Sterling hits 6-week high on weak dollar

LONDON (Reuters) -Sterling hit its highest in more than six weeks against the dollar on Tuesday with the greenback’s continuing decline and a positive surprise from labour market data out of Britain lending support to the currency.

FILE PHOTO: Wads of British Pound Sterling banknotes are stacked in piles at the Money Service Austria company’s headquarters in Vienna, Austria, November 16, 2017. REUTERS/Leonhard Foeger

The pound crossed the $1.40 mark for the first time in nearly a month on Monday, rising 1% as it benefited from a broadly weakening dollar that took a hit as risk sentiment returned and volatility slumped in global markets.

It extended gains to touch its highest since March 4 at $1.4009 early on Tuesday before reversing course to stand 0.3% lower against the dollar by 1505 GMT, and 0.4% lower against a strengthening euro at 86.40 pence.

Petr Krpata, chief EMEA FX and interest rate strategist at ING, said cable was benefiting from the double tailwind of a post long-squeeze rebound after a positioning adjustment earlier in March and the rising euro/dollar.

“We look for sterling/dollar to move persistently above $1.40 this quarter, while euro-sterling should move back to the 85 pence level. With the UK data likely to be strong this quarter – facilitated by the fast vaccination and the reopening effect – sterling is set to find support.”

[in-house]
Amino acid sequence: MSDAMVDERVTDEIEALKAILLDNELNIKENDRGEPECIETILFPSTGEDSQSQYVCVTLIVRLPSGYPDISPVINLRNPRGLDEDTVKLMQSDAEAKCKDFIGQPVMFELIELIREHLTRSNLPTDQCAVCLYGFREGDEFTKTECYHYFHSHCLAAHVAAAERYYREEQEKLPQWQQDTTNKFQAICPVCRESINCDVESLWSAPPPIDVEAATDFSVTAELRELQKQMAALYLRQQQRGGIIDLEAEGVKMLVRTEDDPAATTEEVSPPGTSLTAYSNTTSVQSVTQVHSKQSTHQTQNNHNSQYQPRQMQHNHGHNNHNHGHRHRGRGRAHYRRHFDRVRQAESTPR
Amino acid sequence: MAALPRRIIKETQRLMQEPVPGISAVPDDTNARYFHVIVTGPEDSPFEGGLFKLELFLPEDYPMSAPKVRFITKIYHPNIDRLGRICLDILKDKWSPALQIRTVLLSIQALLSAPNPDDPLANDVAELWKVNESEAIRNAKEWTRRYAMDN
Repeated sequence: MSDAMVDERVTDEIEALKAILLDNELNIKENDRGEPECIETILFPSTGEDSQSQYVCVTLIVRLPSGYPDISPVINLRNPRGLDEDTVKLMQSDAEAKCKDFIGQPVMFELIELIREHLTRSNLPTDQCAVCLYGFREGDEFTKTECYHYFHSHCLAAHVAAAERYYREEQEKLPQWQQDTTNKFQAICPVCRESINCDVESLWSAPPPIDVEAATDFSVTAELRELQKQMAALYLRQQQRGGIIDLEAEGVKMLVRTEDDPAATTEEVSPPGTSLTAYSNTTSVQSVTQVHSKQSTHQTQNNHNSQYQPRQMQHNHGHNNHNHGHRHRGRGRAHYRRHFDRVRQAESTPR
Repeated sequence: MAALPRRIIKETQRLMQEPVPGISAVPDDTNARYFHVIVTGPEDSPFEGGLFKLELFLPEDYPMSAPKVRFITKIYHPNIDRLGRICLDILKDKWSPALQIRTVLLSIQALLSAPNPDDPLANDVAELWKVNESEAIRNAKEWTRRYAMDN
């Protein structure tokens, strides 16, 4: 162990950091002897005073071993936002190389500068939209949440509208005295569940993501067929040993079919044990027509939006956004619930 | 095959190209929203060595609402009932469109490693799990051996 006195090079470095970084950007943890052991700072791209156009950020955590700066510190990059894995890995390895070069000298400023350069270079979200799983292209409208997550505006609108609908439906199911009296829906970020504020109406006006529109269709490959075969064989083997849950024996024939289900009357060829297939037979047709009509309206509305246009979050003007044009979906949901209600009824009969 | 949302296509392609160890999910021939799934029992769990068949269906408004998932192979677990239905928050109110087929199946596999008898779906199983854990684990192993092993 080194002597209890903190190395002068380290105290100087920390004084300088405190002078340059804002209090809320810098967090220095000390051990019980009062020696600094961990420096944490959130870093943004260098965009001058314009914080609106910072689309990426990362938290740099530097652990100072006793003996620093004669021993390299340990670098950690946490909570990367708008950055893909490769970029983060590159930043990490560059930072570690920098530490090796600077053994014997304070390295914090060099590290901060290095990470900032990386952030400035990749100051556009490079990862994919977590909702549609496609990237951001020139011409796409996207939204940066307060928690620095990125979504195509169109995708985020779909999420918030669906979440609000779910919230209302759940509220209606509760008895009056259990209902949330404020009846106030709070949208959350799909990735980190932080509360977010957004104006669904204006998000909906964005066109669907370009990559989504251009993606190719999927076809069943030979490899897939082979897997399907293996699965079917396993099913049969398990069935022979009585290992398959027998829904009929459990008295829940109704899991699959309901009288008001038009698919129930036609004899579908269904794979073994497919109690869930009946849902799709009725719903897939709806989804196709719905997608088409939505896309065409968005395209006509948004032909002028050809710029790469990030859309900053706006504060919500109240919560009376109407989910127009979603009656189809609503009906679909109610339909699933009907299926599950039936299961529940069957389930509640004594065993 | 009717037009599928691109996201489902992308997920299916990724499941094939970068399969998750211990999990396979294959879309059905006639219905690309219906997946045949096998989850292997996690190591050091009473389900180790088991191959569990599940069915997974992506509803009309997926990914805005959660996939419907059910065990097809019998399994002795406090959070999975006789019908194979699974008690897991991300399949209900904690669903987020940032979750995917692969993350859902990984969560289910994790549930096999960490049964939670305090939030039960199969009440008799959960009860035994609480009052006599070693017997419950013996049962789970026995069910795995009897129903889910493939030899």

Speculators’ net long position on the pound versus the dollar rebounded in the week to April 13 after slipping to its lowest since February in the previous week, futures data from CFTC showed.

Sterling is correlated with global growth and typically tends to benefit from positive risk sentiment. It has been among the best-performing in the ‘G10’ group of currencies this year as investors hope Britain’s rapid pace of vaccinations will lead to a strong economic rebound from the country’s worst economic contraction in 300 years.

Data on Tuesday added further signs the economy is recovering. Britain’s unemployment rate unexpectedly fell for a second month in a row to 4.9% in the December-to-February period, most of which the country spent under a tight COVID-19 lockdown.

Most economists polled by Reuters had forecast that the unemployment rate – which has been held down by the government’s huge job subsidies plan – would edge up to 5.1% from 5.0% in the three months to January.

Investors will watch for inflation data due out of Britain on Wednesday and retail sales data due on Friday for further signs of the economy’s health.

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